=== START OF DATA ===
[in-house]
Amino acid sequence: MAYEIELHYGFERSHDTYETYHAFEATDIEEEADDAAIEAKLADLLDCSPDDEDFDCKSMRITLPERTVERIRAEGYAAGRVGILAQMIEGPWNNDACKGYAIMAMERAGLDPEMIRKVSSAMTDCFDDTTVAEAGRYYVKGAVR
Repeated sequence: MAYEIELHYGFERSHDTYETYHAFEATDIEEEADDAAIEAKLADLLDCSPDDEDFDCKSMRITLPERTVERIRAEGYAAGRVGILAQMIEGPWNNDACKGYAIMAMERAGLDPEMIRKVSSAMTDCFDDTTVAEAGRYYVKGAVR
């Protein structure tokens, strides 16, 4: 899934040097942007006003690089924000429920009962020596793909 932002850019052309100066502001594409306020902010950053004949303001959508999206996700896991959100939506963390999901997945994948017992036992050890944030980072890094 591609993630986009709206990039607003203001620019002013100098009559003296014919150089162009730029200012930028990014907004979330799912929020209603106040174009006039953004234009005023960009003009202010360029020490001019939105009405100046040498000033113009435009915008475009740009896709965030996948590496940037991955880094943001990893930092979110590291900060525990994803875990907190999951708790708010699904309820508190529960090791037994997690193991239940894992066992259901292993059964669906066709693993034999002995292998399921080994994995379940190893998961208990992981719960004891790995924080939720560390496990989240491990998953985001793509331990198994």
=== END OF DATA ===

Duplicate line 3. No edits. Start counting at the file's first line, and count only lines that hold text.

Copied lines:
Repeated sequence: MAYEIELHYGFERSHDTYETYHAFEATDIEEEADDAAIEAKLADLLDCSPDDEDFDCKSMRITLPERTVERIRAEGYAAGRVGILAQMIEGPWNNDACKGYAIMAMERAGLDPEMIRKVSSAMTDCFDDTTVAEAGRYYVKGAVR